Emma Hamilton as Circe

by George Romney, 1782

George Romney painted over 60 portraits of Emma Hart, Lady Hamilton (nee Amy Lyon) in his lifetime, both nude and clothed, as mythical figures, literary figures, allegorical figures, as a mother.  I know from my late husband’s reading, that Emma Hamilton eventually became obese, so later paintings must have been made from earlier sketches.  For a fuller account of the career of Emma Hamilton, please see Ladies of the Demi Monde and Lady Emma on a blog I just found and love, called The French Sampler.  A few of his most famous renderings of Lady Hamilton are shown here.

George Romney<br /><br /><br /><br /><br /><br />
Lady Hamilton in a Straw Hat (1785)

Lady Hamilton in a Straw Hat

by George Romney, 1782-1784

 

Emma Hamilton as a Bacchante

by George Romney, 1785

One of the mythical roles in which Romney cast Emma was that of a bacchante.  A  bacchante was the ancient Greek version of a party-animal, a votary  of the god of wine, Bacchus, whose more formal name is Dionysis.  It seems to me that  bacchante describes a more benign, though drunken reveler, and one can see why this mythical role was an attractive one for artists.  They could portray a woman en dishabille and ready to engage in any imaginable impropriety.  A bacchante was also a popular theme in ancient Greek art, often portrayed on vases.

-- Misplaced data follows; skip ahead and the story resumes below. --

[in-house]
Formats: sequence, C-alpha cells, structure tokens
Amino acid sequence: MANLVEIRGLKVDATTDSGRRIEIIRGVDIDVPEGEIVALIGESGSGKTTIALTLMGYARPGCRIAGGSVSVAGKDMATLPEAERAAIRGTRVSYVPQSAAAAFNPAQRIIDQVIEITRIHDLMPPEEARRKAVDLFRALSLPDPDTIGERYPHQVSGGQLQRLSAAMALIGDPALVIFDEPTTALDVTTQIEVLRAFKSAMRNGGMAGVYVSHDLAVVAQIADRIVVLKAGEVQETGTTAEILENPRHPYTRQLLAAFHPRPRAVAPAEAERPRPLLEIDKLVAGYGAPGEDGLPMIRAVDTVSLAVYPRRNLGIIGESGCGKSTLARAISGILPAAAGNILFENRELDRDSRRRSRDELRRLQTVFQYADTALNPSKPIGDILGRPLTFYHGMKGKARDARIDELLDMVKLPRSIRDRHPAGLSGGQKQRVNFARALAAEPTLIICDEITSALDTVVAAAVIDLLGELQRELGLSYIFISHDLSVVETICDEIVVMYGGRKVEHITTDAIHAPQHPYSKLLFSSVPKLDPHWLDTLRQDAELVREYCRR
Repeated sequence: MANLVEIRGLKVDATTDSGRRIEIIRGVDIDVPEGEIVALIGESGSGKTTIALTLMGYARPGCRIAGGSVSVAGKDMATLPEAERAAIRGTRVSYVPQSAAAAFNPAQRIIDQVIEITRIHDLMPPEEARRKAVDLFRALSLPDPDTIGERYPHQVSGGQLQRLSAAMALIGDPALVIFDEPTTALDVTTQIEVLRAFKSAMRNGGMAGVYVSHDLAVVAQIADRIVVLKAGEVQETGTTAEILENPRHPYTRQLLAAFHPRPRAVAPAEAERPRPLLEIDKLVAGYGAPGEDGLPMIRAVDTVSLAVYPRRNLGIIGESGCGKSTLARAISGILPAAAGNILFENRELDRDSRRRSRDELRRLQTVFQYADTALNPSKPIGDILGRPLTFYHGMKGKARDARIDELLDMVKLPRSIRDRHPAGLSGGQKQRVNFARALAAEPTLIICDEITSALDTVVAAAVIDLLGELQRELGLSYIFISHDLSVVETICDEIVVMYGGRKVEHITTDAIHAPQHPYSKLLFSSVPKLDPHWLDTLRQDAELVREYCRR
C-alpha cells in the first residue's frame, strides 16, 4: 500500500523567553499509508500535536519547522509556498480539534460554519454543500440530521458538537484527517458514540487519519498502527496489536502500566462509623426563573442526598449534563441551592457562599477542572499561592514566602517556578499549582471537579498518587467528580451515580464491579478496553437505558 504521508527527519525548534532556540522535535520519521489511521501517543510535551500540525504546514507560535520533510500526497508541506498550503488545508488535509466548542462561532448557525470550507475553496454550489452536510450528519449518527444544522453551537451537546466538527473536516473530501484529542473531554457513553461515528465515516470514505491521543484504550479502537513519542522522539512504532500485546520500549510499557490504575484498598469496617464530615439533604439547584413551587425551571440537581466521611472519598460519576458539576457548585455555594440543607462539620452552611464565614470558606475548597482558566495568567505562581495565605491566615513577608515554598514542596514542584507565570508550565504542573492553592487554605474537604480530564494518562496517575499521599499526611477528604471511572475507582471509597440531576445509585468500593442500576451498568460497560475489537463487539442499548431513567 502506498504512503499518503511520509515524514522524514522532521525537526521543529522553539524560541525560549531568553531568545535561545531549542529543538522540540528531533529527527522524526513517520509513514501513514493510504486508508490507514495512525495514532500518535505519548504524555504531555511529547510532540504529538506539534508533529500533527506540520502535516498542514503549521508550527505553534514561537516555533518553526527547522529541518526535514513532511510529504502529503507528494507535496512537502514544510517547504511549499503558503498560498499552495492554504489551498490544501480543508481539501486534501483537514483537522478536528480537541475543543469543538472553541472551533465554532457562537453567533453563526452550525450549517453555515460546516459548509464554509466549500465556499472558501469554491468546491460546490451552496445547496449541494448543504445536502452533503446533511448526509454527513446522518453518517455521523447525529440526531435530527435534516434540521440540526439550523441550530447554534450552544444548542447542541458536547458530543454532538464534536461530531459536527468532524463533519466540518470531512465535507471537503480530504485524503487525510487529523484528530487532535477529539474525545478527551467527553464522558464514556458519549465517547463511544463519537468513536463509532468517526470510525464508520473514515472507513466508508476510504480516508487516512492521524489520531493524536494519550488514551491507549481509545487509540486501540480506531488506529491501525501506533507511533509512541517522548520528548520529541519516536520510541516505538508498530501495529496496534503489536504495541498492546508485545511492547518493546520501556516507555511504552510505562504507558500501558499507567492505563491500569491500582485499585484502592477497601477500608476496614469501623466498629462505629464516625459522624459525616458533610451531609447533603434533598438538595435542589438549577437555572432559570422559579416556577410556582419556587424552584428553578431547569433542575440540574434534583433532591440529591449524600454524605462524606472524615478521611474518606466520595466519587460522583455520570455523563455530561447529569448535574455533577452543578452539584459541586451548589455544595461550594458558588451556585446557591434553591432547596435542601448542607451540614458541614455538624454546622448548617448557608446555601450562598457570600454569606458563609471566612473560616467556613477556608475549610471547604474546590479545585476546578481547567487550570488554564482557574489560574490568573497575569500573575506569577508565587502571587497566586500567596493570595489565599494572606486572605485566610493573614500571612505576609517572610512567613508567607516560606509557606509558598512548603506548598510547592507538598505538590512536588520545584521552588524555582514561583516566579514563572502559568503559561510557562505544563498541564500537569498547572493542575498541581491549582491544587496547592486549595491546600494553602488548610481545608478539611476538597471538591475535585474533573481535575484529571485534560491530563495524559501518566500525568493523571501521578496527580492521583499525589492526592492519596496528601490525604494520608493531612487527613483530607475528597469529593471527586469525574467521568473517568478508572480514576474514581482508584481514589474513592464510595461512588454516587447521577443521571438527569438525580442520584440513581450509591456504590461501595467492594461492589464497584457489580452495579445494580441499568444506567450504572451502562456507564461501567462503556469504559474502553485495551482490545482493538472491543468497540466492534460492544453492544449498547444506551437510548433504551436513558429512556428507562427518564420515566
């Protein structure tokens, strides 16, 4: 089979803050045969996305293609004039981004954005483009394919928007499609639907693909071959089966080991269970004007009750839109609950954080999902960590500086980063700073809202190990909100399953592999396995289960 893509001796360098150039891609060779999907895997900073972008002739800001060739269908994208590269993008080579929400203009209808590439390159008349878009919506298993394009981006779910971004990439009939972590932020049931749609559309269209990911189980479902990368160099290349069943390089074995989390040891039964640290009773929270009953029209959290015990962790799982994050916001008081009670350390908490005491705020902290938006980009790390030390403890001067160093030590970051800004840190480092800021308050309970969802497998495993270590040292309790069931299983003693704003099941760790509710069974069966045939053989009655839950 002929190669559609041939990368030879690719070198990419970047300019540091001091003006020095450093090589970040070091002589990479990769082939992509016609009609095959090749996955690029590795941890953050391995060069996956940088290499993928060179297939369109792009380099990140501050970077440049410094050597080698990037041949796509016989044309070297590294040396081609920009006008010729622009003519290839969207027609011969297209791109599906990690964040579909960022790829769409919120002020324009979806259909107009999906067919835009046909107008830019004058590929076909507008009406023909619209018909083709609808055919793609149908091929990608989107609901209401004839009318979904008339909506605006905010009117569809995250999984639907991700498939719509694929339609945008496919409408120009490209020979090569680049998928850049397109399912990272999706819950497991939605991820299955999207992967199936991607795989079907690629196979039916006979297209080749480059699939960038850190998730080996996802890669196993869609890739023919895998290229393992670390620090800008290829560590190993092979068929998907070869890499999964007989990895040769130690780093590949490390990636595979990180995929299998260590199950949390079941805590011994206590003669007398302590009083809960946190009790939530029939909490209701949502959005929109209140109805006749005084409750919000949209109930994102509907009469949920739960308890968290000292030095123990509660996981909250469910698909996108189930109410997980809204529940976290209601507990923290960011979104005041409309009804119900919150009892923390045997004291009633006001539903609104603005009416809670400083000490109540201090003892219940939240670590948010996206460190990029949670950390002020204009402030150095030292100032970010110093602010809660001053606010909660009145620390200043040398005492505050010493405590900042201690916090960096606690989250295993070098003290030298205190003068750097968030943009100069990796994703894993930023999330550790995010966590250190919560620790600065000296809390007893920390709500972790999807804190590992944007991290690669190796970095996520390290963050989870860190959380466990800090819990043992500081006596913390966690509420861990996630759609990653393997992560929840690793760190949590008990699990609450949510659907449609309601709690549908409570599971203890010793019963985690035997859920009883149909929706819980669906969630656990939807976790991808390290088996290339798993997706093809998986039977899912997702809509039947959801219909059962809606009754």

http://www.beazley.ox.ac.uk/dictionary/Dict/image/PentheusMedium.jpg

In ancient Greece, a bacchante had a rather more frightening persona.  She could  be a maenad, the Greek definition of which is “raving one.”  These Greek women, according to myth,  followed Dionysis into the hills, where they would become first ecstatic, in an alcohol and dance induced state, then frenzied and irrational, actually tearing live animals apart in a mob action, called a sparagmos.  The Greek playwright, Euripides, recounts the ritual murder of a King of Thebes, who tries to ban the worship of Dionysis, by his mother and sister, who are under the impression that they’ve just ripped the head off a Mountain Lion.  Lady Hamilton, I’m happy to say, appears to be just a reveler heading for the hills.  She does appear to  have the horns of a goat in her hands though.  I sincerely hope Romney was intending to portray a live goat.  The fact that it’s body doesn’t show in the painting could suggest that it is body-less.  Ghastly thought.

George Romney<br /><br /><br /><br /><br /><br />
Lady Hamilton as Medea

Emma Hamilton as Medea — Euripidean pose, if ever I saw one